EYE ON EHLERS
... a comprehensive look at Michigan's Third District Congressman, designed to keep residents of Kent, Ionia, and Barry counties updated on the goings-on of their US Representative.
So who is Vernon Ehlers? Well, here's what the congressman's official website says about the Republican from Grand Rapids who was first elected to the House in a special election in December 1993:
Ehlers joined Congress following a distinguished tenure of service in teaching, scientific research and public service. He has served on numerous boards and commissions and was elected to the Kent County (Mich.) Board of Commissioners, and the Michigan House and Senate. The first research physicist to serve in Congress, Ehlers has been recognized for his strong work ethic and proven leadership skills in his duties on Capitol Hill.
As a member of the 109th Congress, Ehlers serves on five committees. On January 19, 2006, Ehlers was appointed by House Speaker J. Dennis Hastert to serve as chairman of the House Administration Committee, which oversees operations of the House of Representatives, as well as the Smithsonian Institution, the National Zoo and the U.S. Botanical Gardens. It also plays a role in federal election legislation, among other issues. He has been a member of the committee since 1995 and was instrumental in the effort to connect the House of Representatives with the Internet and the creation of the Library of Congress’ Thomas website, which allows anyone to look up legislation being considered by Congress, laws that have been passed and other information about Congress.
Ehlers also serves on the Science Committee, where he serves as chairman of the Subcommittee on Environment, Technology and Standards. During his tenure on the Science Committee, he oversaw in 1998 the writing of the nation’s first major statement on science policy since 1945. He also co-chairs theSTEM Ed Caucus, which is dedicated to improving the nation's K-12 science, technology, engineering and mathematics (STEM) education. On the Transportation and Infrastructure Committee, Ehlers has led efforts to secure a fair funding formula and more dollars for Michigan's roads, highways, and transit systems. In the 107th Congress, Ehlers led the development of the Great Lakes Legacy Act, which authorizes spending $270 million over the next five years to clean up sediments in the Great Lakes. Ehlers also is a member of the Education and the Workforce Committee, where he blends his efforts with the Science Committee on improving math and science education. Ehlers has served on the Science Committee and Transportation and Infrastructure Committee since his arrival in Washington and joined the Education and the Workforce Committee in 1999.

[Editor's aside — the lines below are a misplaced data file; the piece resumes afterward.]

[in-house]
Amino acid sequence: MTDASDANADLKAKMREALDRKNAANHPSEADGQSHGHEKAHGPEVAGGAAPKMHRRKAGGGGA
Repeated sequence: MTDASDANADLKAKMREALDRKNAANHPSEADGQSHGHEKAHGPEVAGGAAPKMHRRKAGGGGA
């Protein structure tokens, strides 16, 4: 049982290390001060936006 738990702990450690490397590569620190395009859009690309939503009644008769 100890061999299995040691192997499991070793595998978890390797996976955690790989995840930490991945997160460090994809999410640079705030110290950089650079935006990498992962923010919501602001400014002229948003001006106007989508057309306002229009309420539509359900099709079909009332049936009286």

Prior to Congress, Ehlers served a total of 11 years in the Michigan Legislature - with just over two years in the House and nine years in the Senate, where he finished his tenure as President Pro-Tem. He also served eight years on the Kent County Board of Commissioners, including three years as chairman.
It should be noted that, after becoming chairman in the wake of the infamous Bob Ney's resignation, Ehlers will now become the ranking minority member on the Administration Committee now that the Republicans have lost control of Congress.